For its inaugural show, The Ranch is proud to present an exhibition of eight new paintings by Peter Halley. These luminous, human-sized color blocks are inspired by the artist’s interest in Hans Hofmann’s late-period experiments with color and geometry.
At the root of Hofmann’s ideas are the ways in which color comes forward and recedes in compositions, giving the illusion of depth through placement and hue. This, Hofmann called “the push and pull.” The art historian Irving Sandler wrote that Hofmann “was utterly convinced that the universe ‘works.’ As its metaphor, painting could be made to ‘work.’ And thus reveal physical and spiritual reality… Yet as much as his colors are opulent, they are also strong, dissonant, and juxtaposed in jarring combinations – to avoid decoration and challenge taste – but they are rarely tragic.” Which is to say, it was not for Hofmann to dramatize his process or his output. His paintings were about color, and thus the world. Years later, on the cusp of the new millennium Peter Halley wrote: “It is my belief that, as our cognitive becomes more and more two-dimensional as a result of computers and other technology, color plays an ever more central role in coding this two-dimensional world.”
There are similar impulses here: both artists use paint to explore how the world and painting function. Separated by generations, Hofmann sought a direct connection to the infinite, while Halley is looking at the mediated world. Both share an interest in making color work on the viewer, often through “garish” hues and keys. Halley tells himself that he is not making abstract paintings, but rather pictures of abstract paintings, that his interest is treating Hofmann as a genre the way he might treat the idea of a “landscape.” In doing so, he’s made paintings that depend entirely on the careful orchestration of color, surface, and tone so that the dance of light between the color rectangles never stops. To stand in front of a Halley “Block” is to experience the pleasantly dizzying effect of an eternal motion machine.
Halley’s move here is reminiscent of a 1958 record by the Everly Brothers: Songs Our Daddy Taught Us. Back in the late 1950s the duo had hits like “Cathy’s Clown” and “Wake Up Little Susie,” but these were country boys who the decade before appeared on their father Ike’s radio show singing folk and country standards. And so in ’58 they stripped it down and made their own versions of standards from the 1600s to 1950 that they’d grown up with in Iowa. As against the-then popular notions of “authenticity,” they were not harkening back to the world of Daddy Ike, who was a coal miner by age 14, but offering modern(ist) arrangements of songs that emerged from the tangled roots of American song.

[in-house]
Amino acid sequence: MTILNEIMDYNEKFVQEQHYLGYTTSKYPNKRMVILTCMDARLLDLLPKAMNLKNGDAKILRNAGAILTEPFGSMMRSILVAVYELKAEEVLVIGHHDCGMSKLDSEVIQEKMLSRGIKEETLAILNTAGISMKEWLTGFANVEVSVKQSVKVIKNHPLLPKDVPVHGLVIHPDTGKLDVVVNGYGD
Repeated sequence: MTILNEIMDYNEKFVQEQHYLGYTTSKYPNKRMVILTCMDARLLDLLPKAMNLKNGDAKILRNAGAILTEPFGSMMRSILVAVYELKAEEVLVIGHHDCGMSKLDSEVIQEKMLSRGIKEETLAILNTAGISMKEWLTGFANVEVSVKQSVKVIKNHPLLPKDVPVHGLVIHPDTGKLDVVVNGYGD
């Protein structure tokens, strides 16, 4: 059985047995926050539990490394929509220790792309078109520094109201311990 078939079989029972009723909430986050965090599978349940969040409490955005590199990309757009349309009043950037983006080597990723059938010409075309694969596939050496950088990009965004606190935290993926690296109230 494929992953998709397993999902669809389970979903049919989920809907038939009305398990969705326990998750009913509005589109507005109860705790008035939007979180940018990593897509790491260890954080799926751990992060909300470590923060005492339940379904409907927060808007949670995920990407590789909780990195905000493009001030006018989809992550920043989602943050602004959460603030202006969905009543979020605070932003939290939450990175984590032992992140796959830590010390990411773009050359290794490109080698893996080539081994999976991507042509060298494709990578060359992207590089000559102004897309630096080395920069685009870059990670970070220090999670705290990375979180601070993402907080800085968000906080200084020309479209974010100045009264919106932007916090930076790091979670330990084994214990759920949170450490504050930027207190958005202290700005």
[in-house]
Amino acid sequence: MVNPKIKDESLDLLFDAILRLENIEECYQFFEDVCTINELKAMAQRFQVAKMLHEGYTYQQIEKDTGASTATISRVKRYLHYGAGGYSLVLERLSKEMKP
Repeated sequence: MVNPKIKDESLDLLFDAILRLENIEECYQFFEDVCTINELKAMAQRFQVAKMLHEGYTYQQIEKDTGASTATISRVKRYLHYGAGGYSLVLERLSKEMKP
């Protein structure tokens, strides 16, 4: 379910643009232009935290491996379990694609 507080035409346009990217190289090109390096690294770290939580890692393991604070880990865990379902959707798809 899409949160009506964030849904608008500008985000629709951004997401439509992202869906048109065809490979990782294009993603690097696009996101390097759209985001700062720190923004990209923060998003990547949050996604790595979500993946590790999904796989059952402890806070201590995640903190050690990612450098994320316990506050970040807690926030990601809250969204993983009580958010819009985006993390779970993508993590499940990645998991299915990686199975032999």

For Peter Halley, Daddy might be a big-boned and loud German as against our man’s slight build and soft-spoken New York Catholic/Jewish blend. But Daddy knows paint and color, and young Peter has learned. Halley isn’t evoking the high-flown ideas of the burly German exile, but having absorbed the lessons of his modern relatives, he’s created an entirely twenty-first century mode of creation. In front of these canvases we can see the tunes of Halley’s forbearers, but when he plays the song, something else emerges. His immaculate surfaces and strict lines spring to life, enlivening, delighting, and decoding themselves, and us, too. In finding a new tradition for himself, Halley has transcended it. These glowing Blocks offer a new way to see, feel, and experience color.
Following this exhibition, the works presented will form part of a monographic exhibition of Peter Halley at Dallas Contemporary curated by executive director Peter Doroshenko.
Peter Halley, born in 1953, is an American artist who came to prominence as a central figure of the Neo-Conceptualist movement of the 1980s. His paintings employ the language of geometric abstraction to explore the organization of social space in the digital era. Since the 1990s, he has also focused on site-specific installations which combine wall-sized digital prints and other elements with his paintings. Halley is known for his essays, written in the 1980s and 1990s, which explored the influence of burgeoning digital technology on art and culture. From 1996 to 2005, Halley published INDEX magazine, which included in-depth interviews with creative people in a variety of fields. He served as Director of Graduate Studies in Painting at the Yale University School of Art from 2002 to 2011. Halley’s work has been exhibited extensively around the world. In 2022, the Musée d’Art Moderne Grand-Duc Jean (Mudam), Luxembourg, will present a survey of Peter Halley’s paintings from the 1980s. Recent solo exhibitions include the Lever House Art Collection, New York, NY, 2018; the Schirn Kunsthalle, Frankfurt, Germany, 2016; the Santa Barbara Museum of Art, Santa Barbara, CA 2015; the Musée d’Art Moderne et Contemporain, Saint-Étienne, France, 2014.
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